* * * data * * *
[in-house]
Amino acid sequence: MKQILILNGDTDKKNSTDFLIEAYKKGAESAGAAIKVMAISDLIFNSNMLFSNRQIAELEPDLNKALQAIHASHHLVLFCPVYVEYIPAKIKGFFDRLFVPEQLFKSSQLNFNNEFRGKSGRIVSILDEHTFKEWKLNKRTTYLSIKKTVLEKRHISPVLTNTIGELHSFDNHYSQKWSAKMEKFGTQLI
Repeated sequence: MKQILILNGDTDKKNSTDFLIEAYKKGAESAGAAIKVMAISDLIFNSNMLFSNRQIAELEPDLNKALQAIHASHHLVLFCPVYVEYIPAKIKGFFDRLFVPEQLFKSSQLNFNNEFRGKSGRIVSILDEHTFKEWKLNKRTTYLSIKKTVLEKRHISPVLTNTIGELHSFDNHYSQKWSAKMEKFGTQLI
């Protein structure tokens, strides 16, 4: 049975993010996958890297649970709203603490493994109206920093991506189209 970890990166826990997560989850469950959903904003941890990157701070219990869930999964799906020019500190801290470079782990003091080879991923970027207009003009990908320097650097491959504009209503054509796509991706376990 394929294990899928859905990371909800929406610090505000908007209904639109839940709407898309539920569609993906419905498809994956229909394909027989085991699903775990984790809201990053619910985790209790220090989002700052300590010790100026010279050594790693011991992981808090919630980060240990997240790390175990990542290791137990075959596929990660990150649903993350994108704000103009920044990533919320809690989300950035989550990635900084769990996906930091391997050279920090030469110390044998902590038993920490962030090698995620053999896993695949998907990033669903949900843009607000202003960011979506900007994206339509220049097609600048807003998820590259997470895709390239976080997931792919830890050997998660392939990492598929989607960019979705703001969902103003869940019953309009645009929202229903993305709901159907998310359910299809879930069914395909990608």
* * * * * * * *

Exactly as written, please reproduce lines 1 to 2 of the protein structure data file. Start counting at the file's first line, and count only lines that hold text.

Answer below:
[in-house]
Amino acid sequence: MKQILILNGDTDKKNSTDFLIEAYKKGAESAGAAIKVMAISDLIFNSNMLFSNRQIAELEPDLNKALQAIHASHHLVLFCPVYVEYIPAKIKGFFDRLFVPEQLFKSSQLNFNNEFRGKSGRIVSILDEHTFKEWKLNKRTTYLSIKKTVLEKRHISPVLTNTIGELHSFDNHYSQKWSAKMEKFGTQLI